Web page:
I am responding to the significance of the imminent decisions which concern the future of the Harwood Unified Union School District (HUUSD). First, I wish to thank the school board and many community members for their heartfelt work toward a positive solution. And, second, I must express my sincere concern for potential school closures and consolidations.
Working in the service of our children through public school education is noble work and there is nothing more important for the future of our society (culture, planet, etc.) than raising healthy children. It needs to be all about the kids we are responsible for, and accountable to, each and all of them. As has been said many times, we have borrowed this world from them. We have already done quite a number on it and we must be as supportive as possible.
My understanding of the various options proposed for merging middle schools, closing elementary schools and so on is that there are many numbers and much focus on numbers. And, the numbers lack validity, as in solid evidence and reference points to where we are now and especially for where we may be in a few more years. There are many variables, for example, which affect property taxes and how much is paid and by whom. Could a potential nominal reduction in taxes (i.e., less than $100) seriously be worth (even considering) losing dozens of middle-class jobs (teachers and their families?), forcing our children to spend even more time on a bus – maybe even needing to drive past the elementary school where their siblings, even a parent went, but that is now closed to house administrative offices? Would that be worth any potential savings? Everything costs more than it used to. And we haven't considered nearly all of the possibilities for HUUSD moving forward. We cannot put a price tag on a childhood in one of these towns.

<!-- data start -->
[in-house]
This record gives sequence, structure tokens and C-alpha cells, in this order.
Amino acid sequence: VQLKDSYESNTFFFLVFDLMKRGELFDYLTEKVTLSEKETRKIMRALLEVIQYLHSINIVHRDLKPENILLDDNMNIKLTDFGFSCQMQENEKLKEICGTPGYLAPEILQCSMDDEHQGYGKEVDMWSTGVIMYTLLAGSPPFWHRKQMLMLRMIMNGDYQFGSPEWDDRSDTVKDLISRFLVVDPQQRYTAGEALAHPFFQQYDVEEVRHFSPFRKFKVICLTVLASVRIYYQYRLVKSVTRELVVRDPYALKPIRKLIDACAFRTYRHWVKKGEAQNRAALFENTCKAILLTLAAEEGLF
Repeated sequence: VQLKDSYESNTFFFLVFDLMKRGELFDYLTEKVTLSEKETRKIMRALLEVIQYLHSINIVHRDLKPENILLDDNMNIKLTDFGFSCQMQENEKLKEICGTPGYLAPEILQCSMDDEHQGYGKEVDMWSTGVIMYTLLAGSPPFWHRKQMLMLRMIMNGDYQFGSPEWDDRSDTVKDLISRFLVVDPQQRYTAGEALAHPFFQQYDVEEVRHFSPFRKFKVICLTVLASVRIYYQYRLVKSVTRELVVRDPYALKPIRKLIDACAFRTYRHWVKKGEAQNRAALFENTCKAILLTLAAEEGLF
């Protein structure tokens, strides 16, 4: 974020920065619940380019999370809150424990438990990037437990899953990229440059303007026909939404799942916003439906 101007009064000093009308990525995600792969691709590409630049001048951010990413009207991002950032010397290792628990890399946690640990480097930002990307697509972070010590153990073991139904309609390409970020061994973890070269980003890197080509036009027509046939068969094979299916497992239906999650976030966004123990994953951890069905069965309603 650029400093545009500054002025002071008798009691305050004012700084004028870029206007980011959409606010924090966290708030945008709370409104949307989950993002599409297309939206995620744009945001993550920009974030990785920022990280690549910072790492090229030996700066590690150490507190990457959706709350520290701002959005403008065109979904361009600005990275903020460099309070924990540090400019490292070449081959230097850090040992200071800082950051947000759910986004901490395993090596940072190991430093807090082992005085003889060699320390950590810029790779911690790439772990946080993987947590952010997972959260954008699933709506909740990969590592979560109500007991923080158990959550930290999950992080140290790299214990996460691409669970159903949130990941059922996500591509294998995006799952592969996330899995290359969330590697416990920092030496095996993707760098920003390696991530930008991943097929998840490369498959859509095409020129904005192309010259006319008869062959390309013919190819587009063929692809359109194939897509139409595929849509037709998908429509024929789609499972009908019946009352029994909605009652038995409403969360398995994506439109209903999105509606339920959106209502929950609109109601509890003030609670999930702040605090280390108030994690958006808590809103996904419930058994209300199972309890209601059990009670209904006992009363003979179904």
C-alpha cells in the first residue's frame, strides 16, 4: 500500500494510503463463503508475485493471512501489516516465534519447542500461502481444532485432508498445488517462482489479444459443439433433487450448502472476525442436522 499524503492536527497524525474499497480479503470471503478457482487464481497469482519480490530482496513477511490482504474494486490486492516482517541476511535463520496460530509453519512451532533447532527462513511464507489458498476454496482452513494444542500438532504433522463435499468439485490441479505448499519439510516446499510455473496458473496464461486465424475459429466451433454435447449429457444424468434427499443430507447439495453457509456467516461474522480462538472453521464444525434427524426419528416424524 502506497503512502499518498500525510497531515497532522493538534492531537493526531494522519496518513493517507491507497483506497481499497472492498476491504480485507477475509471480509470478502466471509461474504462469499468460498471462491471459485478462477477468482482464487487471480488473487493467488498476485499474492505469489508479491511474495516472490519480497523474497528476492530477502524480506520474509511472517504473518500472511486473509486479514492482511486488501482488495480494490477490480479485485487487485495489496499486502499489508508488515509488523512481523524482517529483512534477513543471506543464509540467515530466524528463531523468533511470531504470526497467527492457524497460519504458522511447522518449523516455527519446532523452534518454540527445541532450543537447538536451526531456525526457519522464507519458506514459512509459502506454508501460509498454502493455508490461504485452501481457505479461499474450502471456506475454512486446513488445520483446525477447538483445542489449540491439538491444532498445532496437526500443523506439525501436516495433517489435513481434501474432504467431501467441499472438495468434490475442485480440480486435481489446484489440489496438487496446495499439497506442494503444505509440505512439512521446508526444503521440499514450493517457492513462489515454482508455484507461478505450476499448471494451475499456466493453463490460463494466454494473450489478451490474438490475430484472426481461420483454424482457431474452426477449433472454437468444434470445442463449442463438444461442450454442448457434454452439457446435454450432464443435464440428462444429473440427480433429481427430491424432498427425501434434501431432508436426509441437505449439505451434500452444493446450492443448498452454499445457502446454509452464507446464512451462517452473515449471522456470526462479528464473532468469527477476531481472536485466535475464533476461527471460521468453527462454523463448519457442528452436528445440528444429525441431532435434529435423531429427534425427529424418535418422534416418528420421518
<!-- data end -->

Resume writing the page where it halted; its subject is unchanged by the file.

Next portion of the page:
We must not be driven first by money we can (maybe) save, but find instead a more necessary motivation. Let's focus on what we can give to our children. Vermonters have for generations taken their deep, grounded intelligence out into the world, blazed new paths and lived notable lives, and have often returned home because there's no place like Vermont. I have spoken with many local residents who know firsthand the importance of growing up and attending a K through 6 elementary school in their hometowns. This is where and when we learn to take care of our home and to respect our neighbors. My wife was raised here in Washington County and as a middle-school-age boy visiting the Mad River Valley, I wished I were growing up here. When we became parents, we returned to give our daughter the education we thought best.
Each of the six towns in this district is distinctly different and each has essential contributions to our unified district. Harwood is the perfect hub for seventh- and eighth-grade middle school. It has the space and is reasonably central. It is designed to house middle and high school students; we can evolve with that space. Let's use what we have. We have 22 children in the Moretown kindergarten. There could be two kindergartens, not none!
May we honor and preserve what we have here: a very unique and healthy way of life. School closures would be absolutely devastating to the quality of life here. Please take the time to consider why it is so important to keep all of our schools open and towns alive.
Richard Savory lives in Moretown, Vermont.